Zombieland reloaded: A string of jokes looking for a purpose. Photograph from Columbia Pictures
Culture Movies

Review: ‘Zombieland: Double Tap’ is a sequel we could have done without

But an enthusiastic cast makes it an admirable labor of love.
Andrew Paredes | Oct 22 2019

Directed by Ruben Fleischer

Starring Woody Harrelson, Jessie Eisenberg, Emma Stone

Don’t get me wrong. Zombieland: Double Tap is lots of fun—I’m just wondering if it was necessary. Behind the scenes, it’s hard to see why the principals would bother to reunite and push this sequel out a decade after the original. Since Zombieland’s 2009 release, Harrelson has added two more Oscar nominations to his first for The People Vs. Larry Flynt; Jessie Eisenberg has gotten an Oscar nod and fashioned a career as a playwright; Emma Stone has gotten three Oscar nominations and won one for La La Land; writers Rhett Reese and Paul Wernick have moved on to the more of-the-moment Deadpool franchise; and director Ruben Fleischer has megged the blockbuster Venom. Certainly all of these talents have better and bigger things to do than apply defibrillator paddles to a sleeper hit that was never really a franchise to begin with.

For old time’s sake: Eisenberg, Harrelson and Stone clearly jumped at the chance to work together again this Zombieland reboot.

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That lack of purpose is evident in the plot, as well. After presumably wandering the post-zombie apocalypse United States, rules-addled Columbus (Eisenberg), crotchety Tallahassee (Harrelson), snarky Wichita (Stone) and now-adolescent Little Rock (Abigail Breslin) have settled into the White House. (Why they wouldn’t be fighting for dibs over the presidential abode with other survivors is never really explained.) After Wichita is spooked by a marriage proposal from Columbus and Little Rock feels stifled by the paternally overbearing Tallahassee, the sisters bolt. But when Little Rock is besotted by a cute hippie named Berkeley (Avan Jogia) and runs up against resistance from her big sister, Little Rock runs away too, forcing Wichita to turn to Columbus and Tallahassee for help

Harrelson as the crotchety Tallahassee channeling The King in a post-apocalyptic America.

In the middle of its self-reflexive gags, the original Zombieland at least got its narrative juice from the idea of these unlikely characters forming a family. But Zombieland: Double Tap doesn’t have as clear-cut a goal; it’s basically a string of jokes looking for a conflict. At one moment, it’s about the women in the group champing at the bit against expected roles—dutiful daughter, soon-to-be wife—but that idea is jettisoned when Wichita basically comes running back to the men. Columbus explains via opening voice-over the classifications of zombies that have sprung up in the interim: Homer (dumb and lumbering), Hawking (smart), Ninja (smart and fast), with a new strain named after the metal-morphing assassin from the Terminator movies that’s supposedly more lethal and harder to kill. But the climactic battle shows these super zombies to be pushovers. (Why would makeshift shields deter them?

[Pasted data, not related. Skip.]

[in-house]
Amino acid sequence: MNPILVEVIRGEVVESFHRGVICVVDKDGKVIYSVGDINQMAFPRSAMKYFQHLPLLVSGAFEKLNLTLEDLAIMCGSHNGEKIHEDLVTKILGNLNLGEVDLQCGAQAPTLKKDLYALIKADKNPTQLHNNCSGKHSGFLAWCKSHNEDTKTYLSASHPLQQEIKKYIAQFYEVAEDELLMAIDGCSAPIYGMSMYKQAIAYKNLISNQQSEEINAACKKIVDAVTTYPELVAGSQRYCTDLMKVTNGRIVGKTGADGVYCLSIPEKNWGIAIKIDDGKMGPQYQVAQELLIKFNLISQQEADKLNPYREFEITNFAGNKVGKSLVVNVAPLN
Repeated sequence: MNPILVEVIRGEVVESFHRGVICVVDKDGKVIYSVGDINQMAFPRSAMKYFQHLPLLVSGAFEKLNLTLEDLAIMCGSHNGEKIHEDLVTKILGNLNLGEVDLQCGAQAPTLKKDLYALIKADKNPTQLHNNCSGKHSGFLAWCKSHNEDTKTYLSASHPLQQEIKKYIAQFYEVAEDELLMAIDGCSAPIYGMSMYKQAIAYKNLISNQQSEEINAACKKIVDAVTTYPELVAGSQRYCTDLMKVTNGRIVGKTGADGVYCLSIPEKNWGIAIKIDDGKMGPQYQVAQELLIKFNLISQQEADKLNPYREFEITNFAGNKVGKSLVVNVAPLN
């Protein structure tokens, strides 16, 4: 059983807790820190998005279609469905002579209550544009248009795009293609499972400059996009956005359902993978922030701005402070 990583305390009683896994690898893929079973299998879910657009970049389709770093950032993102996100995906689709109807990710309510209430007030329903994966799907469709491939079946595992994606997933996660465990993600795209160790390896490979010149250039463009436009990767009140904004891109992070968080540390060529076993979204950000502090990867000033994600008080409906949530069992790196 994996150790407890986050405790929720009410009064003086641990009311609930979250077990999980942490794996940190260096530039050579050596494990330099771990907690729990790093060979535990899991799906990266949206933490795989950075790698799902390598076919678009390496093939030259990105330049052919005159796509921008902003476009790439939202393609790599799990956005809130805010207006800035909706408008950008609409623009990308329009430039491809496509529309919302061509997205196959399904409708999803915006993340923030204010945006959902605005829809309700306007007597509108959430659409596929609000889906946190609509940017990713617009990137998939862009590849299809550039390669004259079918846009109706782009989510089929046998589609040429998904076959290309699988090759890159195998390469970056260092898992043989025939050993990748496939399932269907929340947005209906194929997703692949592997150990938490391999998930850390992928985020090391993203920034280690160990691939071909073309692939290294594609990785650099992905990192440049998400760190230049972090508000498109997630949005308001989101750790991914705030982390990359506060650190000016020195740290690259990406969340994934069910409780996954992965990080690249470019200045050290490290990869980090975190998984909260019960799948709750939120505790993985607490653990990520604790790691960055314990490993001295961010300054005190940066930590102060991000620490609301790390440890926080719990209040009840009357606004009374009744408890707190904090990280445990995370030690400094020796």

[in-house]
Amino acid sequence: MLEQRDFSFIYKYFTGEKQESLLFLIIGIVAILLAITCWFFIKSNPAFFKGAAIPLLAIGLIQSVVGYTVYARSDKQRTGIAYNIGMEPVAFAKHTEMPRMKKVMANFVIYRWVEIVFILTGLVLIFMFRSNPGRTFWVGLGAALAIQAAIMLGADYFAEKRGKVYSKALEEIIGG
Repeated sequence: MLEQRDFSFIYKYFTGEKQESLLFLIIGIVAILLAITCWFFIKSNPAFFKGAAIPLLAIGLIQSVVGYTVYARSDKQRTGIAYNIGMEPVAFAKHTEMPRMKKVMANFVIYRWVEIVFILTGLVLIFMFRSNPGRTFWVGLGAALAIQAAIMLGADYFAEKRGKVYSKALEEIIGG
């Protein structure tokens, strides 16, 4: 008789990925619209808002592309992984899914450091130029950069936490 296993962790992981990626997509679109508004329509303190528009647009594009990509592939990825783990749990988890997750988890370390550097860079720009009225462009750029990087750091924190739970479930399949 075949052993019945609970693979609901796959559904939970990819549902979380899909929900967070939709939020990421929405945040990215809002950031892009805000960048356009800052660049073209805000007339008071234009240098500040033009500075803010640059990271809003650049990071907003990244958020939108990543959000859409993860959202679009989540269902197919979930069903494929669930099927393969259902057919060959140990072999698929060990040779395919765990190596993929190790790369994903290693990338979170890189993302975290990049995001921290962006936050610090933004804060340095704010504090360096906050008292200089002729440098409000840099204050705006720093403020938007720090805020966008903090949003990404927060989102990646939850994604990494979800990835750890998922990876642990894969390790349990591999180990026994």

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New cast additions like Rosario Dawson, Luke Wilson, and Silicon Valley’s Thomas Middleditch float in and out like guest stars in a sitcom, with Zoey Deutch making most of an impression as Pinkberry refugee Madison. But it’s a sign of how outdated the screenwriters’ ideas of funny are when the best they can come up with for a smart actress like Deutch is a Valley Girl ditz, and the most piquant pop-cultural comment they can make is a zing on The Walking Dead, a zombie property that lost its relevance about four seasons ago. Zombieland: Double Tap is littered with these stale references—a post-credits sequence name-checking Garfield and Ghostbusters doesn’t help matters—and only the enthusiasm of its cast saves it from being a completely anachronistic slog.

Wait. Maybe the gameness of the principals explains why Zombieland: Double Tap exists: It’s a labor of love. That better be it. Otherwise this sequel would just be a lumbering, 99-minute Homer.

 

Photographs from Columbia Pictures